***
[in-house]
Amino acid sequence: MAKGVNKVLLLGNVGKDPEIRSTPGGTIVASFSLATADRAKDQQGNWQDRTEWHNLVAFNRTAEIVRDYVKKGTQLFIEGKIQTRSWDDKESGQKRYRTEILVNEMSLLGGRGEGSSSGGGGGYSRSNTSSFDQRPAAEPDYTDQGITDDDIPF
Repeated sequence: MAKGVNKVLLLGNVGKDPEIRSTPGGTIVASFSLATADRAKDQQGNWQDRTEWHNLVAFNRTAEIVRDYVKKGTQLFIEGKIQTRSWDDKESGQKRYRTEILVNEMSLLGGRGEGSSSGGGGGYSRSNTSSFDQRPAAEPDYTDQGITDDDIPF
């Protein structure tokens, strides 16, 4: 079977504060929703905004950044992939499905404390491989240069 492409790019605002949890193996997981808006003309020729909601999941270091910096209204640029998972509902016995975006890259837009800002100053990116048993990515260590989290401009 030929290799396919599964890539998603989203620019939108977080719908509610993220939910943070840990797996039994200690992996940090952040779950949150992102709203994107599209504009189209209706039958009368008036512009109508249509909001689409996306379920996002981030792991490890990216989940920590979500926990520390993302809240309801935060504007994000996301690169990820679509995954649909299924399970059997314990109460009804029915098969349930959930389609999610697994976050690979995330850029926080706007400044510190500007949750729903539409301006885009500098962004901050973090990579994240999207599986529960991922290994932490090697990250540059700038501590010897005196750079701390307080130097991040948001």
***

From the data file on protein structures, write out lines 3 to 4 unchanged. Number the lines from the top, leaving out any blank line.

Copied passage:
Repeated sequence: MAKGVNKVLLLGNVGKDPEIRSTPGGTIVASFSLATADRAKDQQGNWQDRTEWHNLVAFNRTAEIVRDYVKKGTQLFIEGKIQTRSWDDKESGQKRYRTEILVNEMSLLGGRGEGSSSGGGGGYSRSNTSSFDQRPAAEPDYTDQGITDDDIPF
């Protein structure tokens, strides 16, 4: 079977504060929703905004950044992939499905404390491989240069 492409790019605002949890193996997981808006003309020729909601999941270091910096209204640029998972509902016995975006890259837009800002100053990116048993990515260590989290401009 030929290799396919599964890539998603989203620019939108977080719908509610993220939910943070840990797996039994200690992996940090952040779950949150992102709203994107599209504009189209209706039958009368008036512009109508249509909001689409996306379920996002981030792991490890990216989940920590979500926990520390993302809240309801935060504007994000996301690169990820679509995954649909299924399970059997314990109460009804029915098969349930959930389609999610697994976050690979995330850029926080706007400044510190500007949750729903539409301006885009500098962004901050973090990579994240999207599986529960991922290994932490090697990250540059700038501590010897005196750079701390307080130097991040948001």